I might add that this familiar wrangling over whether religion is “good” or “bad” is really neither here nor there as far as the question of whether God actually exists is concerned.  After all, what does it matter if the argument is decided one way or the other if there actually is a God?  Is anyone really going to risk frying in hell for quadrillions and quintillions of years, just for starters, by defying God and explaining to Him that he is “immoral” because, on balance, belief in Him hasn’t made mankind’s lot “better?”  If there is no God to begin with, then one isn’t likely to suddenly pop into existence merely because we have determined that things would be “better” that way.  In other words, the bearing of this whole argument on whether there actually is a God or not is nil.

    Of course, all this is irrelevant to Johnson.  After all, he’s an atheist himself.  His “Anti-Undergraduate Atheist Thesis” is not that Dawkins, Hitchens and Harris are wrong about the non-existence of God.  Rather, it is that a self-appointed elite of atheists should bamboozle the rest of us into believing in God in spite of that “for our own good.”  Plunging ahead with his indictment of these “New Atheists” he writes,

    Hitchens, Dawkins, Harris, and their followers have something remarkably in common with religionists: they claim to know something (UAT) that cannot, in fact, be known and must be accepted on faith. The truth is that we cannot know what humanity would be like without religious belief, because humanity in that scenario would be so much unlike us that it would be impossible to determine what it would be like in that alternate universe. Their inability to acknowledge the immense calculation that would be required is unscientific. Their conclusion is as intolerant and inimical to the liberal tradition as the ranting of any superstitious windbag.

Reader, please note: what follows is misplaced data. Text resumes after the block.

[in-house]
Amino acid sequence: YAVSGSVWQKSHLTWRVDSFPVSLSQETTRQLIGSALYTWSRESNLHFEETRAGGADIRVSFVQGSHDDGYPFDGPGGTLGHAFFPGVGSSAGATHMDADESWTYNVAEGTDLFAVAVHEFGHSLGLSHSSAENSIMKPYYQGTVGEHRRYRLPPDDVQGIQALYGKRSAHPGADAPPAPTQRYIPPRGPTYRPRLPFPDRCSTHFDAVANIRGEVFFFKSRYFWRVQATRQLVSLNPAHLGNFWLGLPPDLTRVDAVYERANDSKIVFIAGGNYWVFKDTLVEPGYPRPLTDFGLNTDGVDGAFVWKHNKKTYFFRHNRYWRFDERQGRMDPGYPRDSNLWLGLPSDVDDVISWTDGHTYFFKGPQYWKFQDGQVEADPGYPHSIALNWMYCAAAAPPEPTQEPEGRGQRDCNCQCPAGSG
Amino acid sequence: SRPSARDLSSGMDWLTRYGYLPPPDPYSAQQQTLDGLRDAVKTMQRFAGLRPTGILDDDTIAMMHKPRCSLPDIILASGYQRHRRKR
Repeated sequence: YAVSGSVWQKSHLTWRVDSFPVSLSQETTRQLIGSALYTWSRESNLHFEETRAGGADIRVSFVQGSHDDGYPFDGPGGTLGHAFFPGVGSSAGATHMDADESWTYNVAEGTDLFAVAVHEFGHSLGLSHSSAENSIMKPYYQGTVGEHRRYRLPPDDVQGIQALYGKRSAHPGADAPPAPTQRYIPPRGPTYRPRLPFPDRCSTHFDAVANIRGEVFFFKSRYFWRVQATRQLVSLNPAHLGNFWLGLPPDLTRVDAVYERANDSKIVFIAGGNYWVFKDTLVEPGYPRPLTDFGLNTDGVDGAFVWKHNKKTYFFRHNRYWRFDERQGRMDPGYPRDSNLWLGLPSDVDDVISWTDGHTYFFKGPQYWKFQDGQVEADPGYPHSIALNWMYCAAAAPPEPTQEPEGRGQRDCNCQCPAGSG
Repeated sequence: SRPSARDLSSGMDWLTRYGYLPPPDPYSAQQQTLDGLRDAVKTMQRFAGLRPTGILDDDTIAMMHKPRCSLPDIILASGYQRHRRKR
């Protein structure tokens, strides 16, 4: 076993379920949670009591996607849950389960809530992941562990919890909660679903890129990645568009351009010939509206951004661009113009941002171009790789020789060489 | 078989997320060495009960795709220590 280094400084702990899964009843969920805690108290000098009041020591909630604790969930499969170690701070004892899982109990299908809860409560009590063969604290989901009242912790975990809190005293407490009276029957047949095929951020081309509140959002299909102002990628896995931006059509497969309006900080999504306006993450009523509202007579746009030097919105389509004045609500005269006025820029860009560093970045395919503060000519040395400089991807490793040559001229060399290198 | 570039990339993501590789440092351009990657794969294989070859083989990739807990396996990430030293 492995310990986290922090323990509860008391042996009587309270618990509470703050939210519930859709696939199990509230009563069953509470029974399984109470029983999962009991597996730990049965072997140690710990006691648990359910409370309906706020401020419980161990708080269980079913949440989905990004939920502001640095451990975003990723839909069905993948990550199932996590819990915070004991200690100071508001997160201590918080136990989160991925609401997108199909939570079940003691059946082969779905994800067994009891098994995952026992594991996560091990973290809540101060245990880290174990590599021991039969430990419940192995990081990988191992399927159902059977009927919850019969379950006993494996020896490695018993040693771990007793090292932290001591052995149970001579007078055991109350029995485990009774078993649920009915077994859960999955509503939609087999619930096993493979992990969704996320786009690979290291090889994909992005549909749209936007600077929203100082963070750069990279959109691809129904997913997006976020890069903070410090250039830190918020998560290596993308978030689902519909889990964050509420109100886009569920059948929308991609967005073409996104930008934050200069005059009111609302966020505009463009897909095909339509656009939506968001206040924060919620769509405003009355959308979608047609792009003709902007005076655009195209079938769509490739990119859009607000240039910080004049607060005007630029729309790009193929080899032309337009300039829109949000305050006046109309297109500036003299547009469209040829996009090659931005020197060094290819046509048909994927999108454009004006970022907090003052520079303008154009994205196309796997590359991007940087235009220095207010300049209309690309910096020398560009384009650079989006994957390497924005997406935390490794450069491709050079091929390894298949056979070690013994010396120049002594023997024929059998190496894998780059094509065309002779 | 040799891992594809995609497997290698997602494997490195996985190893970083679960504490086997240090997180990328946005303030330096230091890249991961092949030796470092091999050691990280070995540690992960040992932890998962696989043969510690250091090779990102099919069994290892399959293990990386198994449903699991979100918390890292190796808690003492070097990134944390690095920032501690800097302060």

Of course, based on his own logic, those who embrace Johnson’s Anti-UAT are also “claiming to know something that cannot be known,” and must hang their heads and join the ranks of the “ranting, superstitious windbags.”  However, he spares that faction such harsh judgment, apparently because he happens to belong to it himself.  As he puts it,

    I suspect the scales might tip the other way.  Why? For the same reasons as San Manuel Bueno’s. The psychological consequences of religious faith — the deep satisfaction, reduction of existential anxiety and feeling of security and meaning it provides — would represent an enormous and underappreciated part of the calculation. Imagine the billions of believers that have lived, live now, or will live, and consider what life is like for them from the inside. Consider the tremendous boon in happiness for all of them in knowing, in the way a believer knows, that their lives and the universe are imbued with meaning, that there is a cosmic destiny in which they play a part, that they do not suffer in vain, that their death is not final but merely a transition to a better existence.